Adding steps to the blasting process such as pre-cleaning, pre-soaking or masking of delicate areas can be essential when hard abrasives are used. Whereas soda is often said to “love grease and oil” because of the way that its alkaline environment naturally draws contaminants away from the substrate, other types of media can actually push contaminants further into the surface if extra cleaning steps — involving additional labor costs — are not performed prior to blasting. Even after blasting with media such as glass, an oil or grease film can remain on the surface of the cleaned part. If the part is to be painted, it may require yet another additional cleaning step to become paint-ready. Contaminants lifted away with soda, by contrast, can be removed with a freshwater rinse. Delicate areas must also be protected from hard abrasives; crushed glass, for instance, will frost window glass. This is an especially important consideration to those working in restoration. For some thin or ornamental surfaces, soda blasting may be the only viable choice.

Quality and Quantity Concerns

Because glass media is frequently made from post-consumer recycled glass, it is often said to be an environmentally friendly media. But the quality of that recycled glass can be highly variable, depending on the source and the method of processing. Using a lower-quality glass can have undesirable results, including the need to use more of it, requiring additional time and producing excess waste. This dynamic also influences the media’s capacity for re-use. While glass beads can be re-used for blasting, the particles get smaller with each application and eventually lose their ability to clean. This is a prime example of the “principle of diminishing returns.” As a natural, non-toxic product, baking soda is consistent regardless of source and is inherently environmentally friendly.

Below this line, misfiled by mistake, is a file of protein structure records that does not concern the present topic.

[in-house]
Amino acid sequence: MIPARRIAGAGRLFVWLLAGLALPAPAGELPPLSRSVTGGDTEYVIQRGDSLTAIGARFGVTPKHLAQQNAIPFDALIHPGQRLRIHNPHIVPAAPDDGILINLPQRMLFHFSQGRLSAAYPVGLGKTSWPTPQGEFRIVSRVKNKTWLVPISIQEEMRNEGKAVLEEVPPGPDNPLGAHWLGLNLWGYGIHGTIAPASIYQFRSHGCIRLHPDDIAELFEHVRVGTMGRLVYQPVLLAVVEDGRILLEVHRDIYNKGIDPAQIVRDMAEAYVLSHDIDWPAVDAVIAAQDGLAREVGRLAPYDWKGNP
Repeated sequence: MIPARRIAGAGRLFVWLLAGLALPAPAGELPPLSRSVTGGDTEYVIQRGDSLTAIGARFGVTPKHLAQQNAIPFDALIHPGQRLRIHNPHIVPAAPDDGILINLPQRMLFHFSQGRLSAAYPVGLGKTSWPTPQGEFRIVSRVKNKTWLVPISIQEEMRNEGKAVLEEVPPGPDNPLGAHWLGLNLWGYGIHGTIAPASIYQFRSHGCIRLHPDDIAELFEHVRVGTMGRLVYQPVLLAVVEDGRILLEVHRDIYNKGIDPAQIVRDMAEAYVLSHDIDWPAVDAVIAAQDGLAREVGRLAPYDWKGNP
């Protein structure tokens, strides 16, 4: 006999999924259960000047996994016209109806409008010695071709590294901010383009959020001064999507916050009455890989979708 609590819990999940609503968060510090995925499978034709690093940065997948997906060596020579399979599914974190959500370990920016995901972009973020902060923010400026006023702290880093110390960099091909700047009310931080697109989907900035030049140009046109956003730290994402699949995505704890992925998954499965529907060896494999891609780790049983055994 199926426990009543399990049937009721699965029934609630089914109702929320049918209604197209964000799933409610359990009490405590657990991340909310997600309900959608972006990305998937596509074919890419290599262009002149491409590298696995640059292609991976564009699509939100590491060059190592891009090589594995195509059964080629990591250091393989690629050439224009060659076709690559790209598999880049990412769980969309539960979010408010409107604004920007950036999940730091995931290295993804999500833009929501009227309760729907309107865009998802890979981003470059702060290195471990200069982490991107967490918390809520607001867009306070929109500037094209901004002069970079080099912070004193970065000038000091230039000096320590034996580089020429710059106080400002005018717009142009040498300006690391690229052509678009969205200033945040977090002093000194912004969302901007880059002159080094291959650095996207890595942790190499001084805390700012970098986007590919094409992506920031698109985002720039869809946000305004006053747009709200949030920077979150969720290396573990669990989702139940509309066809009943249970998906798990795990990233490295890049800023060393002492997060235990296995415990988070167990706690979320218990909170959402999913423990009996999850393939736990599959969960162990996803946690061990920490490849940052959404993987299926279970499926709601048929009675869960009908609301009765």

Disposal Procedures

Disposal can be a challenge with media such as glass. To prevent environmental impact during blasting projects, the blast area must be contained and spent media must be collected at the end of the project. Contaminants get mixed in with the spent media and the ratio of hazardous contaminants contained in that mixture increases with each re-use — making it likely that a hazardous landfill will be the ultimate destination. Figure 2: Although soda’s up-front cost is higher, crushed glass factors in a number of 'hidden' costs.Figure 2: Although soda’s up-front cost is higher, crushed glass factors in a number of 'hidden' costs.Each of these factors also adds labor and materials costs to the overall process. The disposal of spent ARMEX™ is less costly and complex than waste disposal for other abrasive media. On its own, ARMEX™ blast media is water-soluble, non-toxic and environmentally friendly — and is the only type of abrasive media that can be disposed within a traditional waste stream. It is important to note, however, that the waste contaminants removed by the media may be hazardous. The surface being blasted and the type of contaminants being removed will play a role in this, and determining the level of hazardous contaminants in the spent media sets the stage for everything to follow. That's where a company such as Clean Harbors/Safety-Kleen comes in. Along with cleanup and waste removal services, Safety-Kleen offers analysis and consultation services to classify your waste and guide your disposal procedures. The contaminant ratio within the spent media byproduct is key to determining whether it can be disposed within a traditional waste stream. Of course, customers should always check state and municipal guidelines for disposal, as well; regulations may vary considerably, depending on locality.

Costs are always a top priority to consider in all projects and cleaning processes. However, there are more to costs than just the abrasive media. As outlined in this article, potential for damage, material and labor costs and the complexity of disposal need to be factored into project and cleaning process costs. There is indeed a bigger picture to consider and abrasive blasting with sodium bicarbonate (baking soda) just may be worth another look; this is especially true when surface preservation is a must.